For Chemistry, Seeing is Believing

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As a scientist, you learn to accept one thing very early on in the laboratory: theory and experiment do not always match up.

Chemistry is no exception. (In fact, the author finds it hard to believe that any empirical science would be an exception to this rule.) Time and time again, reactions will yield products that are to some degree different to those predicted by the underlying theory. This is fairly normal, if inconvenient. What is more unusual, however, is when a reaction which gives the desired product occurs via a different route than the one proposed.

This is such a strange phenomenon because it is difficult to determine the exact mechanism of the transformation of starting materials to products. Proposed mechanisms are typically supported by evidence such as isolated intermediates (‘stepping stone’ compounds which form en route to the final product, which are stable enough to be removed from the reaction). However, not all intermediates are long-lived enough to be isolated and detected. Very often only theoretical approaches are possible.

Recently, however, microscopy has been used to garner highly detailed information on chemical systems, with atomic force microscopy (AFM) gaining a large amount of interest1. AFM comprises of an atomically-sharp tip at the end of a controlled cantilever, which scans the surface of a sample in order to build up a topographical image. Images of structures, covalent bonds and even individual atoms can be built up in this way.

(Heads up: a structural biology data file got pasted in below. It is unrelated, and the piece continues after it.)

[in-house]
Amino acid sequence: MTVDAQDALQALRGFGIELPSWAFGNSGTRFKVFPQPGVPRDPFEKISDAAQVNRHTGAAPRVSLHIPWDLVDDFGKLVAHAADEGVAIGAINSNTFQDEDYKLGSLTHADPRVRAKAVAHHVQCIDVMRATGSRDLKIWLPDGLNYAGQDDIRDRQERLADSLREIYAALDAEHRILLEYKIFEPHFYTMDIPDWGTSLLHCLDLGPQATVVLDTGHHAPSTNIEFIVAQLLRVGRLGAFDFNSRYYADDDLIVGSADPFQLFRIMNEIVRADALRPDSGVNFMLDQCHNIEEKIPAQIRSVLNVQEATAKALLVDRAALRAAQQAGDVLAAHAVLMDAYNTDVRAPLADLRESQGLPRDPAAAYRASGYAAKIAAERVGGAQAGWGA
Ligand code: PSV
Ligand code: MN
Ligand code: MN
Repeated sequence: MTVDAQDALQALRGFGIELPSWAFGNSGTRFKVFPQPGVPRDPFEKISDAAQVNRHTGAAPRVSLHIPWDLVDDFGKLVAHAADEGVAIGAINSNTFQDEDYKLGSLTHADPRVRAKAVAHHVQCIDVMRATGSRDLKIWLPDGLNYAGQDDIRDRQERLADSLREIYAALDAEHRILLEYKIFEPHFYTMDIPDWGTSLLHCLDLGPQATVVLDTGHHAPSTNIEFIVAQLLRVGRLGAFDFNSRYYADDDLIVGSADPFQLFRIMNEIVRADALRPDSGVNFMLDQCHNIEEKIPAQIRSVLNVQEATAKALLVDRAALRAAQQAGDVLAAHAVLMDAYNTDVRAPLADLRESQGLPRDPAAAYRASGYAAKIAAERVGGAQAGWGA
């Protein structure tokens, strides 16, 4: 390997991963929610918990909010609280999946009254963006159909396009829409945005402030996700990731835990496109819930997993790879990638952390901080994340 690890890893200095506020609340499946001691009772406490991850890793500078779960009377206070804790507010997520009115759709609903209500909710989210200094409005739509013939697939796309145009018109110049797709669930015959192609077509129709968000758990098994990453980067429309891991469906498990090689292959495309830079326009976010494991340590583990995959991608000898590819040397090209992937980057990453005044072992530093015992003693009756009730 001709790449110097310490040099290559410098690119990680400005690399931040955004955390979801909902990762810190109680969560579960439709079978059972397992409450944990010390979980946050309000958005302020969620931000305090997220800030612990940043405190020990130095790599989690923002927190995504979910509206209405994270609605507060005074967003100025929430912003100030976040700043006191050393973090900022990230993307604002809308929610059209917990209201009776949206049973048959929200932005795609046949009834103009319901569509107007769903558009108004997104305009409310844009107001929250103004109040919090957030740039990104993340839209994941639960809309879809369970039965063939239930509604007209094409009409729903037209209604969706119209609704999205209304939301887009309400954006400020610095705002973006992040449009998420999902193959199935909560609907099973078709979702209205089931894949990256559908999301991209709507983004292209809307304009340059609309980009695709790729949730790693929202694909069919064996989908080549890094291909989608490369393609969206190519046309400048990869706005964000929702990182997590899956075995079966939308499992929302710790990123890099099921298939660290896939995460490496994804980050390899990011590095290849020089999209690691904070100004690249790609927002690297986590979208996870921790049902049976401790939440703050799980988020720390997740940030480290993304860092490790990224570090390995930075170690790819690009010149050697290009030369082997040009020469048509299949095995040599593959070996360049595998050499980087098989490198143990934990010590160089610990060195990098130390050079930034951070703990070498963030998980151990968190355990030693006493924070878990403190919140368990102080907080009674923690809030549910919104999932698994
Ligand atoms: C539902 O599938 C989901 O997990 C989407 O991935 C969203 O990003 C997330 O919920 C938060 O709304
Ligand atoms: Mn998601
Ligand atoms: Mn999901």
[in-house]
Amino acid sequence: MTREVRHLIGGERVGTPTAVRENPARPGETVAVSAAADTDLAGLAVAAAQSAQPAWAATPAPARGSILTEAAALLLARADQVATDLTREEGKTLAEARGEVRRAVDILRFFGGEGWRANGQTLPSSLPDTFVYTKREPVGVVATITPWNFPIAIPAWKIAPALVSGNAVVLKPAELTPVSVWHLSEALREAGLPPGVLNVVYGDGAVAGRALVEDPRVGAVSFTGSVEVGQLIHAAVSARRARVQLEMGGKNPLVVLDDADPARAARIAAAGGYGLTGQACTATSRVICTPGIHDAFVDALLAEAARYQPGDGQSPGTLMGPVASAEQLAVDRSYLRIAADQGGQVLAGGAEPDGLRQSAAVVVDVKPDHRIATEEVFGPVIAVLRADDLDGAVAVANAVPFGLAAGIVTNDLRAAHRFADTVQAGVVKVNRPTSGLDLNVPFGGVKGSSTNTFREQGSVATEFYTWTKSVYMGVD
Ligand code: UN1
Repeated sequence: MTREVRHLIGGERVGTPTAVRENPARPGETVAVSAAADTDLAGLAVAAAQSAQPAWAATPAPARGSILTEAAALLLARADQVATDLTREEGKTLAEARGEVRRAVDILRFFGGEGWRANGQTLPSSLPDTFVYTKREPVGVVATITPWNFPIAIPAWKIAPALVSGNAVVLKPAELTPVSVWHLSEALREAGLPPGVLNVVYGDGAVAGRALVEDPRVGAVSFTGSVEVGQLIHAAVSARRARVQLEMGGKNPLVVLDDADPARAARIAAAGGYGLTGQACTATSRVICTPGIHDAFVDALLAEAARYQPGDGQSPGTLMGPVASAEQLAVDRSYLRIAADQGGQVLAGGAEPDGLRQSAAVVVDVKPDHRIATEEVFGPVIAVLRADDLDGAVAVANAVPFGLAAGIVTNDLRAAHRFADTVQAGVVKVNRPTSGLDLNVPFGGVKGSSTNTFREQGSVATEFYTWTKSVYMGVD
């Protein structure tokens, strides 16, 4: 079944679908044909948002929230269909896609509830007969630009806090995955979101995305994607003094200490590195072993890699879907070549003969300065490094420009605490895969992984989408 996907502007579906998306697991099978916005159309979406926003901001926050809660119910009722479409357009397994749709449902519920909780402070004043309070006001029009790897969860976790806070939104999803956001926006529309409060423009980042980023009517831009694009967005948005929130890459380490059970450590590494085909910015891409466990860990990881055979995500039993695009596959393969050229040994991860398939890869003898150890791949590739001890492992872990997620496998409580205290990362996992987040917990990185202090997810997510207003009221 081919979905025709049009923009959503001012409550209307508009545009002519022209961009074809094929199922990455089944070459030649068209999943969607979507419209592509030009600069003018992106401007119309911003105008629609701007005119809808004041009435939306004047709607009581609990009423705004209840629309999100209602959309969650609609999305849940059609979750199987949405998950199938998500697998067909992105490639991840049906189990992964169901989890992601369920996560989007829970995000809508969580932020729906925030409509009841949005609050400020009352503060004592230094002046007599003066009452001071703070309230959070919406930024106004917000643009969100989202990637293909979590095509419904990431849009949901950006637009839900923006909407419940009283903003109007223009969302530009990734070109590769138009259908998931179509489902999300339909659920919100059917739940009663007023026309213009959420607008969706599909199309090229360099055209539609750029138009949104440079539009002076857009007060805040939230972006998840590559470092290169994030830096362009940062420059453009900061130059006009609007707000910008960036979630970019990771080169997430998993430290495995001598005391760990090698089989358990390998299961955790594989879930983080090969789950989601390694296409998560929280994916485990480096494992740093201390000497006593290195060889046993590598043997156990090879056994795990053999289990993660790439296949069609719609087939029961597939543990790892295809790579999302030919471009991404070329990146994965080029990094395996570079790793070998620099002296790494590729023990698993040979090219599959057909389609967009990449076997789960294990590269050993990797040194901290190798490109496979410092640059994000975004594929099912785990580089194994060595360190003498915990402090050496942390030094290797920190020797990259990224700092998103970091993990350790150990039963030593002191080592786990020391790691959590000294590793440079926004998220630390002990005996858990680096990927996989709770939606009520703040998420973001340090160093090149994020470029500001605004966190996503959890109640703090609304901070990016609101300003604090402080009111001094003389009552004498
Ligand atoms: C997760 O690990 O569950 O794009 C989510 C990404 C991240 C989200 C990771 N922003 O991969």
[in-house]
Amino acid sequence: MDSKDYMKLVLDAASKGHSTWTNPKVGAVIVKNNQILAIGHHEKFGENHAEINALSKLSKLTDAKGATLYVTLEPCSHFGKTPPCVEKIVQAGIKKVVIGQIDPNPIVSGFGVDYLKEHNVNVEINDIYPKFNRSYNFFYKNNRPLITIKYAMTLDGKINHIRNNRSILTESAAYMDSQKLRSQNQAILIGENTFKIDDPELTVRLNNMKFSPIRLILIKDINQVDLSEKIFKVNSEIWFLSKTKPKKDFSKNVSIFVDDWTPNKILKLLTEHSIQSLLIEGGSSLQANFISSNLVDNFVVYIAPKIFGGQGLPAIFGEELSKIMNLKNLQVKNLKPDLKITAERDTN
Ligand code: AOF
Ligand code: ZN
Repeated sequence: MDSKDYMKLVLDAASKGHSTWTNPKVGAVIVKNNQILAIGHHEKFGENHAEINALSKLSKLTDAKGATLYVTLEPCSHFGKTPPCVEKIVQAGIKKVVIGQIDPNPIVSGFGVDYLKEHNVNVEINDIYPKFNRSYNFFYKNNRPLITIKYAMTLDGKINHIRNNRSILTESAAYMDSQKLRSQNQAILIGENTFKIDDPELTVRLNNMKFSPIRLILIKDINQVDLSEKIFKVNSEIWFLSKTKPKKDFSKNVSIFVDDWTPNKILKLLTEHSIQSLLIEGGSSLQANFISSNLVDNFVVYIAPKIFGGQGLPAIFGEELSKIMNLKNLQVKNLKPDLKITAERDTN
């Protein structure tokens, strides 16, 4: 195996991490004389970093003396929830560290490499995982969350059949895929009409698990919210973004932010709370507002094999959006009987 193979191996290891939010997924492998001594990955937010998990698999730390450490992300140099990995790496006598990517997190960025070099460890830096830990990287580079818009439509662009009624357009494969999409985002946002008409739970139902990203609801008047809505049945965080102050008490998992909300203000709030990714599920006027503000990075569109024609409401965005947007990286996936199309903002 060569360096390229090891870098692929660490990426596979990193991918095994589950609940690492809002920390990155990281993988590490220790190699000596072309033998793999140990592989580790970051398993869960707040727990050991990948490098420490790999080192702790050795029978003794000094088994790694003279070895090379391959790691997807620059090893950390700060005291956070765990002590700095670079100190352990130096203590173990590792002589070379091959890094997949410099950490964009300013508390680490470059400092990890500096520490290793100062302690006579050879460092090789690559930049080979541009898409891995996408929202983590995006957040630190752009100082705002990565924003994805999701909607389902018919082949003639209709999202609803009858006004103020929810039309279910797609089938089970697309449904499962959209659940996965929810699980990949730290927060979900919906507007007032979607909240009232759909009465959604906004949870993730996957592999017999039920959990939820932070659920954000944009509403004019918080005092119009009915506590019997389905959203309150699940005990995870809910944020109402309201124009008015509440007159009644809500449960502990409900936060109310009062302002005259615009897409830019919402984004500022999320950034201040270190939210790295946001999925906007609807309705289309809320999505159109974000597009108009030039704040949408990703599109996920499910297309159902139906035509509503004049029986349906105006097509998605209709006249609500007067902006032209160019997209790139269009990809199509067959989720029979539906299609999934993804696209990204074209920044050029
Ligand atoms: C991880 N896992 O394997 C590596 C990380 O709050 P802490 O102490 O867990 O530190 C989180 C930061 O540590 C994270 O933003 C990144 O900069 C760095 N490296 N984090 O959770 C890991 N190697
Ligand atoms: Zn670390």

A similar approach was taken by a group of researchers studying a surface-catalysed reaction, a class of reaction which is of high importance to the chemical industry2. In this instance, the researchers used non-contact AFM to study the coupling of two organic molecules deposited onto a solid silver surface. Theoretically, it was predicted that the reaction should proceed via an eight-step mechanism. However, only two of these eight possible intermediates were identified from the AFM images obtained.

Fischer et al noted that their results could only be explained if other factors, such as entropic changes throughout the course of the reaction, were taken into account. This means that the theory behind industrially important surface-catalysed reactions may be due for a re-evaluation, with the possibility of improving catalysts and finally gaining a full understanding of how these processes work.

Edited by Sarah Spence



  1. For examples, see and, and
  2. F. R. Fischer et al, Nature Chemistry [Advanced Publication], 2016, DOI: 10.1038/NCHEM.2506

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